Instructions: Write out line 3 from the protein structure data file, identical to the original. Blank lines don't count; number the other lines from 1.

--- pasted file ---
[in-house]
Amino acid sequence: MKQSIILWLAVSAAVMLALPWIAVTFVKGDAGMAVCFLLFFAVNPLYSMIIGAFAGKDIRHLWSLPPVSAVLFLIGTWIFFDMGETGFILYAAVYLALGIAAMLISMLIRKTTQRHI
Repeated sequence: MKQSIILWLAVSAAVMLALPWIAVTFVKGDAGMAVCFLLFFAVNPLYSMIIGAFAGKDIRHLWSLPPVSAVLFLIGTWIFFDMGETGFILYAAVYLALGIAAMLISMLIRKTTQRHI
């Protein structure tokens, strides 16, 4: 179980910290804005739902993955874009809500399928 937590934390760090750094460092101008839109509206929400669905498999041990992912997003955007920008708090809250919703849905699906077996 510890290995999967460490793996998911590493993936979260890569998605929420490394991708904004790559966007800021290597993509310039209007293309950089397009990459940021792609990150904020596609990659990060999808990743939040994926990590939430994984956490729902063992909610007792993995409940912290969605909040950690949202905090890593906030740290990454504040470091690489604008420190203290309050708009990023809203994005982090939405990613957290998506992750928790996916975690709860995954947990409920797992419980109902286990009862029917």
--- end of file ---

Repeated sequence: MKQSIILWLAVSAAVMLALPWIAVTFVKGDAGMAVCFLLFFAVNPLYSMIIGAFAGKDIRHLWSLPPVSAVLFLIGTWIFFDMGETGFILYAAVYLALGIAAMLISMLIRKTTQRHI